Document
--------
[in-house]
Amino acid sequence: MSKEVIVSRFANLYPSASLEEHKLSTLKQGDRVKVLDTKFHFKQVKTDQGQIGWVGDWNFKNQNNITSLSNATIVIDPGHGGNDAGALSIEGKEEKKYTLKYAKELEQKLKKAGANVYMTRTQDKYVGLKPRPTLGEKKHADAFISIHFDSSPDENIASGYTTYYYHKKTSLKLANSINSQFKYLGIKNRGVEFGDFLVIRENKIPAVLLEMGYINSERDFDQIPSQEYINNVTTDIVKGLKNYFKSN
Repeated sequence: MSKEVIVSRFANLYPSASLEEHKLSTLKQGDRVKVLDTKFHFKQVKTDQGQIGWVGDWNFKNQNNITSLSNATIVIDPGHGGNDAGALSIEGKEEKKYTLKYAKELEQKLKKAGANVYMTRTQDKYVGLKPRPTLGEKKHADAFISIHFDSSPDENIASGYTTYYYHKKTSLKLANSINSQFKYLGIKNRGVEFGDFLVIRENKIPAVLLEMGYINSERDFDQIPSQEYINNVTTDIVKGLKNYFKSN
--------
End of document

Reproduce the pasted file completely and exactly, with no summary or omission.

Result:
[in-house]
Amino acid sequence: MSKEVIVSRFANLYPSASLEEHKLSTLKQGDRVKVLDTKFHFKQVKTDQGQIGWVGDWNFKNQNNITSLSNATIVIDPGHGGNDAGALSIEGKEEKKYTLKYAKELEQKLKKAGANVYMTRTQDKYVGLKPRPTLGEKKHADAFISIHFDSSPDENIASGYTTYYYHKKTSLKLANSINSQFKYLGIKNRGVEFGDFLVIRENKIPAVLLEMGYINSERDFDQIPSQEYINNVTTDIVKGLKNYFKSN
Repeated sequence: MSKEVIVSRFANLYPSASLEEHKLSTLKQGDRVKVLDTKFHFKQVKTDQGQIGWVGDWNFKNQNNITSLSNATIVIDPGHGGNDAGALSIEGKEEKKYTLKYAKELEQKLKKAGANVYMTRTQDKYVGLKPRPTLGEKKHADAFISIHFDSSPDENIASGYTTYYYHKKTSLKLANSINSQFKYLGIKNRGVEFGDFLVIRENKIPAVLLEMGYINSERDFDQIPSQEYINNVTTDIVKGLKNYFKSN